• Mishkin & Matas (2016) D. Mishkin and J. Matas. All you need is a good init. In International Conference on Learning Representations, 2016.
  • Nguyen et al. (2018) Q. Nguyen, M. Mukkamala, and M. Hein. Neural networks should be wide enough to learn disconnected decision regions. In International Conference on Machine Learning, 2018.
  • Nocedal & Wright (2006) J. Nocedal and S. J. Wright. Numerical Optimization. Springer, 2006.
  • Petersen & Voigtlaender (2018) P. Petersen and F. Voigtlaender. Optimal approximation of piecewise smooth functions using deep relu neural networks. In Conference on Learning Theory, 2018.
  • Poggio et al. (2017) T. Poggio, H. Mhaskar, L. Rosasco, B. Miranda, and Q. Liao.

    Why and when can deep-but not shallow-networks avoid the curse of dimensionality: a review.

    International Journal of Automation and Computing, 14(5):503–519, 2017.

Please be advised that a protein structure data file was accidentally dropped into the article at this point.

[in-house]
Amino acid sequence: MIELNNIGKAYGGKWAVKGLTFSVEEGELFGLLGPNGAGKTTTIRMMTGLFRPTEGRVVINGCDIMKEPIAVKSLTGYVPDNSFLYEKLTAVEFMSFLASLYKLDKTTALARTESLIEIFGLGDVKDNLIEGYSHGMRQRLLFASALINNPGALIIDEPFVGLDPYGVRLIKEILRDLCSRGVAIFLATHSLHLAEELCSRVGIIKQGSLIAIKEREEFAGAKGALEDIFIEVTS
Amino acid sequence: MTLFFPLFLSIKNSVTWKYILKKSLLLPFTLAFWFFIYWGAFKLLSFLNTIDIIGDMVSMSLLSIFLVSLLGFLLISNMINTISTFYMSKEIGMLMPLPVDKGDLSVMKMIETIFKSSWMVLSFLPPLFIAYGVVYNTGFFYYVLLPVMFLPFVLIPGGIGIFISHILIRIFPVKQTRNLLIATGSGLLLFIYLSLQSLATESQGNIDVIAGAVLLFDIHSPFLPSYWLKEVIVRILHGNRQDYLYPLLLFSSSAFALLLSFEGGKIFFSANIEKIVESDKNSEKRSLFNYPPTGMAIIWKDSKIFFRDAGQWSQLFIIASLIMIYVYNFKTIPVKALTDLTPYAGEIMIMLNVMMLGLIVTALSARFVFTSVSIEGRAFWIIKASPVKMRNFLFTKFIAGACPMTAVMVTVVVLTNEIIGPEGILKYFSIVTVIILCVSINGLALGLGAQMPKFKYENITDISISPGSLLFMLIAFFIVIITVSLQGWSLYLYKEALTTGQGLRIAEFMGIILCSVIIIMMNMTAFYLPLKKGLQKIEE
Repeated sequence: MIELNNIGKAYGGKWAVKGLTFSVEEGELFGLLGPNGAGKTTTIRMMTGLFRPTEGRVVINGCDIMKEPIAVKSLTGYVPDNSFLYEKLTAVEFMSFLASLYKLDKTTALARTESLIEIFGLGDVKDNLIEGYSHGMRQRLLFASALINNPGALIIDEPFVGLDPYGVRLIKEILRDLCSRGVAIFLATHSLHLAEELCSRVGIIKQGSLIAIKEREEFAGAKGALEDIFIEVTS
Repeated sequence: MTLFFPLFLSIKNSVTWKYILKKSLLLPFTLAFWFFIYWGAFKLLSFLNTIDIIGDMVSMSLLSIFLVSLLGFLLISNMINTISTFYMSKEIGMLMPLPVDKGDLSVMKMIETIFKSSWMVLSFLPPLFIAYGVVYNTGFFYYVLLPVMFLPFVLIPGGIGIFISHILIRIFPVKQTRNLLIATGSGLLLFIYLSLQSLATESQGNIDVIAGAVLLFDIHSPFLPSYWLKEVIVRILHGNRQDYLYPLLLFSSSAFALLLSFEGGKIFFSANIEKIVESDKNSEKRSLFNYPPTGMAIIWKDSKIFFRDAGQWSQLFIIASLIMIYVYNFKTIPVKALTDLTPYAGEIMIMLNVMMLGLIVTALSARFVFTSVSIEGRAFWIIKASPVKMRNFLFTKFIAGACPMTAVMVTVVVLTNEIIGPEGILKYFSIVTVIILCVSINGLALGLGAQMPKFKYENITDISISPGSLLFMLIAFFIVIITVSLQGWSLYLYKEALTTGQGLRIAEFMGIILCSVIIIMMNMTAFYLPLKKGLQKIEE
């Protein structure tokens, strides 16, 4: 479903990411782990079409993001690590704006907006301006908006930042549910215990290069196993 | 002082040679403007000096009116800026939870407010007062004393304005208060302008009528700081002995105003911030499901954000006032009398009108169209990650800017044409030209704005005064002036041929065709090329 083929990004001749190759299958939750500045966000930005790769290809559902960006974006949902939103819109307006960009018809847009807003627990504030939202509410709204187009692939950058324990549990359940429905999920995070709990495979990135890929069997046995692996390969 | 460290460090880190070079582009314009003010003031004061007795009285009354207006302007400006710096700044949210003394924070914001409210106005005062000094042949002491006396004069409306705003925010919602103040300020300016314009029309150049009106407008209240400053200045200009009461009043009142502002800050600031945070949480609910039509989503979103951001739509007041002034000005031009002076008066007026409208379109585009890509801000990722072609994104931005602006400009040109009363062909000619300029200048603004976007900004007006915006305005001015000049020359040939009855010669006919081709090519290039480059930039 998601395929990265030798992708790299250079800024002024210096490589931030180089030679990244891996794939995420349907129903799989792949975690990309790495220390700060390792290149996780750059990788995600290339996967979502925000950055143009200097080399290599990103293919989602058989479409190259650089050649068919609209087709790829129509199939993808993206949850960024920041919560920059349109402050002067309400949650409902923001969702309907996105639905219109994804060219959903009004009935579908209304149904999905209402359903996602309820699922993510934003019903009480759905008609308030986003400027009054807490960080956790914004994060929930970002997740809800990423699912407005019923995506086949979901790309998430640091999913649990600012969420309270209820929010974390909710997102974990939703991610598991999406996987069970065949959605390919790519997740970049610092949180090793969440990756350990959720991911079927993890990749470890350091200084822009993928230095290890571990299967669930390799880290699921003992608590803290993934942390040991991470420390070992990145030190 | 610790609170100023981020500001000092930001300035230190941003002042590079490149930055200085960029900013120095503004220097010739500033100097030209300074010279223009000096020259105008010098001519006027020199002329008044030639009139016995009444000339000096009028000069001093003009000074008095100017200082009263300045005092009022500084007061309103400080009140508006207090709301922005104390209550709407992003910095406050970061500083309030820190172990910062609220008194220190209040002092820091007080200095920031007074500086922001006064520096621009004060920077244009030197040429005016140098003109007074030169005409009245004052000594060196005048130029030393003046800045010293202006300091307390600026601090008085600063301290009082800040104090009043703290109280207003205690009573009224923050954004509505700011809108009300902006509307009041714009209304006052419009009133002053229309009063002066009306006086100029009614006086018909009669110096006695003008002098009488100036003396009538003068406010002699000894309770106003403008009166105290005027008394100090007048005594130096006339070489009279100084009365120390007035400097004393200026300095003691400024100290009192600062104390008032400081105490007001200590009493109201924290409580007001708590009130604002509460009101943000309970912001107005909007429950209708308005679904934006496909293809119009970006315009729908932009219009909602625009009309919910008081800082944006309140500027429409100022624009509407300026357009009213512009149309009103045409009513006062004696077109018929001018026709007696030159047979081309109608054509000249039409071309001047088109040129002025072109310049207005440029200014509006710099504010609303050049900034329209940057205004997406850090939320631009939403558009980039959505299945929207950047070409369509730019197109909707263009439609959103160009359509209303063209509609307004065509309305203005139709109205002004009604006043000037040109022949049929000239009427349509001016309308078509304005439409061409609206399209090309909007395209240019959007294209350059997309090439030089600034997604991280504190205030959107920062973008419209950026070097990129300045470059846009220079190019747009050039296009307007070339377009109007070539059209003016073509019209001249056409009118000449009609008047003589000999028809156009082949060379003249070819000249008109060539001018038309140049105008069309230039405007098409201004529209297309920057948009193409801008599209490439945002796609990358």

• Poole et al. (2016) B. Poole, S. Lahiri, M. Raghu, J. Sohl-Dickstein, and S. Ganguli. Exponential expressivity in deep neural networks through transient chaos. In Advances in Neural Information Processing Systems, pp. 3360–3368, 2016.
  • Safran & Shamir (2017) I. Safran and O. Shamir. Spurious local minima are common in two-layer relu neural networks. arXiv preprint arXiv:1712.08968, 2017.
  • Salimans & Kingma (2016) T. Salimans and D. P. Kingma. Weight normalization: A simple reparameterization to accelerate training of deep neural networks. In Advances in Neural Information Processing Systems, pp. 901–909, 2016.
  • Saxe et al. (2014) A. M. Saxe, J. L. McClelland, and S. Ganguli. Exact solutions to the nonlinear dynamics of learning in deep linear neural networks. In International Conference on Learning Representations, 2014.
  • Šíma (2002) J. Šíma. Training a single sigmoidal neuron is hard. Neural computation, 14(11):2709–2728, 2002.
  • Srivastava et al. (2014) N. Srivastava, G. Hinton, A. Krizhevsky, I. Sutskever, and R. Salakhutdinov. Dropout: a simple way to prevent neural networks from overfitting. Journal of Machine Learning Research, 15(1):1929–1958, 2014.